It can result from injury, activity and some medical conditions. Back pain can affect people of any age, for different reasons. Lower back pain may be linked to the bony lumbar spine, discs between the vertebrae, ligaments around the spine and discs, spinal cord and nerves, lower back muscles, abdominal and pelvic internal organs, and the skin around the lumbar area.
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Diagnosing the Cause of Lower Back Pain
Low back pain is probably one of the most common things in a chiropractor’s office. Eighty percent of people at some stage of their life have low back pain. It can manifest in various ways. It can be a muscle spasm in your back, it can be a burning, a tingling, a shooting pain.
It can be solely in the back or it can actually be combined with some pain that either refers to your gluteal area or your buttocks area. It can refer to your groin or it can refer at various stages down your leg.
Because of the very different presentations of low back pain we use a lot that information to determine the causes, and the causes can be varied as well. We look at things like trauma, arthritis, scoliosis, you can have a facet arthrosis or a facet irritation.
You can have a disc injury, it can be faulty mechanics or poor gait, various causes. For the most part it is just, you know, some wear and tear disease that sitting, poor postures, or you know you’ve played rugby too much that weekend, but in the odd and low percentage situation there are a little more sinister causations to your low back pain.
And it’s very important that the chiropractor can do the proper testing and rule out anything that would be a red flag. When a patient visits a chiropractic office the main thing is for us is to get a clear assessment and a clear picture diagnosis of the low back pain.
We require a history, we do an orthopedic and physical examination, we then establish a proper treatment protocol and that can involve many different types of therapy, the major one being spinal manipulative therapy or adjustments.
We may use laser therapy, we may use soft tissue therapy such as Active Release Technique or myofascial release. But essentially we’re going to do as much as we can during that visit to relieve that patient’s pain. X-rays are not always necessary when you visit a chiropractic office but if there is something more serious or there’s been a bigger force then the chiropractor may want to have a series of x-rays done.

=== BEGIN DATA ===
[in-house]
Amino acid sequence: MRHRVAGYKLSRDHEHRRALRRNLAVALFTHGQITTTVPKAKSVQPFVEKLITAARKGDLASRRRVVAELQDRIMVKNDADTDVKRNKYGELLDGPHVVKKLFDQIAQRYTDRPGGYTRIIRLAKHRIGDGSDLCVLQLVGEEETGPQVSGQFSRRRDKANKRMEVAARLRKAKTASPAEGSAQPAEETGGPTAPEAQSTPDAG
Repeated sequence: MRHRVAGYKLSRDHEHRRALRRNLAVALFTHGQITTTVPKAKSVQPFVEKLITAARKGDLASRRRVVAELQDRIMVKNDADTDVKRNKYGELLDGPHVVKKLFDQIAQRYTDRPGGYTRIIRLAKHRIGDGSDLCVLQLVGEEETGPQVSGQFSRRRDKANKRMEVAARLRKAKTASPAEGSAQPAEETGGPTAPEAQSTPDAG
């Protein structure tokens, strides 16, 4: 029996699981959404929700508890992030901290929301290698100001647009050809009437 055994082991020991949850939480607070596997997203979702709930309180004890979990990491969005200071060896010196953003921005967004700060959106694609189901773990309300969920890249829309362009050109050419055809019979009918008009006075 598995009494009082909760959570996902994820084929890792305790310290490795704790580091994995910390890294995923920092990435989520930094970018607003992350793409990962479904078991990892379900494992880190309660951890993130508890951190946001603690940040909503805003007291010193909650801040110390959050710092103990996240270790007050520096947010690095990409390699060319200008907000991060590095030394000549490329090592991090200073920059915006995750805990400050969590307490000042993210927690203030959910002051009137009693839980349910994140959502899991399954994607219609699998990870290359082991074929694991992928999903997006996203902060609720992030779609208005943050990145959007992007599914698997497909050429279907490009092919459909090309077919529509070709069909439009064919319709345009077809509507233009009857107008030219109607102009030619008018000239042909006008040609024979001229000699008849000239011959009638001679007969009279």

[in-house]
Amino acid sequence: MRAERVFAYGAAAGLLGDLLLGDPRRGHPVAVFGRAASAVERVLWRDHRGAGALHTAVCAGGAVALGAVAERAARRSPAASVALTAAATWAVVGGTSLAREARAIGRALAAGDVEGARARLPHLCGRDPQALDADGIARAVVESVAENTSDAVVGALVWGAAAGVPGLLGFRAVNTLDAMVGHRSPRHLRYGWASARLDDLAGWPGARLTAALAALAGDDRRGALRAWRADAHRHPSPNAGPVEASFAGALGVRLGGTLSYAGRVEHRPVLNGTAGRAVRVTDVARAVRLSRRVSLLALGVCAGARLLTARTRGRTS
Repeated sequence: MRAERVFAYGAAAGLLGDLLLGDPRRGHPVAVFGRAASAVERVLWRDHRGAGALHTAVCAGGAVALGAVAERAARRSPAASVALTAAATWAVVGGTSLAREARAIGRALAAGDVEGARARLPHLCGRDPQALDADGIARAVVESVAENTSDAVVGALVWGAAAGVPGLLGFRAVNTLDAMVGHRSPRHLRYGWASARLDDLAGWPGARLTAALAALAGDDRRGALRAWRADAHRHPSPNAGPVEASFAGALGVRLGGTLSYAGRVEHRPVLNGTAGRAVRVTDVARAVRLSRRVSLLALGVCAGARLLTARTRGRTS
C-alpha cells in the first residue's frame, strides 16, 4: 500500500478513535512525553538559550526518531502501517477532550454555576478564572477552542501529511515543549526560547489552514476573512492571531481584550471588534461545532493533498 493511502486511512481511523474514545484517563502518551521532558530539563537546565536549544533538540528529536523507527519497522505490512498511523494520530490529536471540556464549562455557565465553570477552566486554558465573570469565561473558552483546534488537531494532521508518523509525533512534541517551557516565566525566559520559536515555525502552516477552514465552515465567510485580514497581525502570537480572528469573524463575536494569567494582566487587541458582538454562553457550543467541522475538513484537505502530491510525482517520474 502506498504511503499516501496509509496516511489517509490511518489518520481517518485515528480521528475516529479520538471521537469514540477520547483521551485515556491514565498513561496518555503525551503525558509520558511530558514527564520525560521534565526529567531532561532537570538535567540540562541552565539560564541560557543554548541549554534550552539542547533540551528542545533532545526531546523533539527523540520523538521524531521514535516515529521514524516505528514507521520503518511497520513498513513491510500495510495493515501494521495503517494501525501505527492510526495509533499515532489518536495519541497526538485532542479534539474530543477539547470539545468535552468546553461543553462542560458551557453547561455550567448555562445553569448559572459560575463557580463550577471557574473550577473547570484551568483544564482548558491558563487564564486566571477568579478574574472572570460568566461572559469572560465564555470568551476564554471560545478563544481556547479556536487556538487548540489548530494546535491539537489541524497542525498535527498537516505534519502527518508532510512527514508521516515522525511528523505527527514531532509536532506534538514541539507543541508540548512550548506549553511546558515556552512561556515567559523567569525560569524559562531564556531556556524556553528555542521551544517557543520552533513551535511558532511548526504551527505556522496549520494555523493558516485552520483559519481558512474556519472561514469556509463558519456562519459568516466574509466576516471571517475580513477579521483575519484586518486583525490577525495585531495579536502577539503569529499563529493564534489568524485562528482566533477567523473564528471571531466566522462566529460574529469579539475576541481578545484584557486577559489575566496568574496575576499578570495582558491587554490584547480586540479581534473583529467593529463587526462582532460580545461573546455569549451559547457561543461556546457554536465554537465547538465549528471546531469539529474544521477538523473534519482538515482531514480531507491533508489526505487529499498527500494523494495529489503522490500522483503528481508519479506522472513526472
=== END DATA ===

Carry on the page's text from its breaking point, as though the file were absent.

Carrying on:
It really is a partnership between the patient and the chiropractor, not only do we provide the treatment that is necessary for the low back pain, but we really are looking to work with the patient in providing them specific and personalized stretches and strengthening exercises.
We’ll often recommend changes to their workstation or sleeping postures, in some situations people may need some orthotics for their foot or feet. There’s various things that we do in tandem to really make the patient take an active role in their patient care.
If a patient does have low back pain one of the worst things you can do for yourself is actually sit at home and guess as to what’s going to cause it, or the main reason we feel patients stay at home is because they think it’s going to go away.
One of the best things that you can do for your low back pain is get diagnosed and get diagnosed early, and get the proper treatment early.
Chiropractors are experts in low back pain and spinal-related conditions. If you do have low back pain it’s very important that you see your chiropractor. If there is a reason that there’s something more serious, the chiropractor will refer you out to the necessary practitioner. Often seeing a local family physician or a physiotherapist in conjunction with a registered dietitian and athletic therapist is a great option to take control of this condition.
Back pain is a common complaint among people of all ages. It’s one of the main reasons people seek medical help and miss work. Back pain symptoms can be mild or severe, and cervical (neck pain), thoracic (middle back pain), lumbar (lower back pain) or tailbone/sacral (coccydynia). Lumbar back pain is the most common type.
Back pain can come from muscles, bones, joints or nerves. It can also be caused by medical problems involving the gallbladder, aorta, kidneys or pancreas. Back pain causes include:
• Injury or activity
• Arthritis. Arthritic conditions, also called rheumatic conditions, are a variety of diseases that cause chronic, intermittent pain and swelling of the joints and connective tissue. Common types of arthritis include rheumatoid arthritis, psoriatic arthritis and osteoarthritis.
• Back strain
• Sciatica (a bulging or ruptured disc that presses on the sciatic nerve)
• Poor posture
• Scoliosis (an "S"- or "C"-shaped curve of the spine). The word scoliosis comes from the Greek word scolios, meaning curved or crooked. There are several types of scoliosis, and it occurs most often in children between 9 and 15 years of age.
• Shooting or stabbing pain
• Pain that radiates down the leg
• Muscle aches
• Pain that worsens when you walk, lift something, bend or stand
• Pain that improves when you recline
In most cases, back pain will resolve on its own with treatment at home and over-the-counter medications. Surgery is not usually recommended. Some patients benefit from spinal traction, a physiotherapy technique that applies a longitudinal stretch to the reachable joints and soft tissues that is commonly used on the cervical, lumbar spine and thoracic spine. Spinal traction may be applied manually by the physiotherapist or with a decompression machine. Other non-surgical back pain treatments include massage therapy, yoga and Pilates. If your back pain persists after treatment or worsens, see your doctor to explore alternate therapies.
Talk to your family physician if you'd like more information on back pain.
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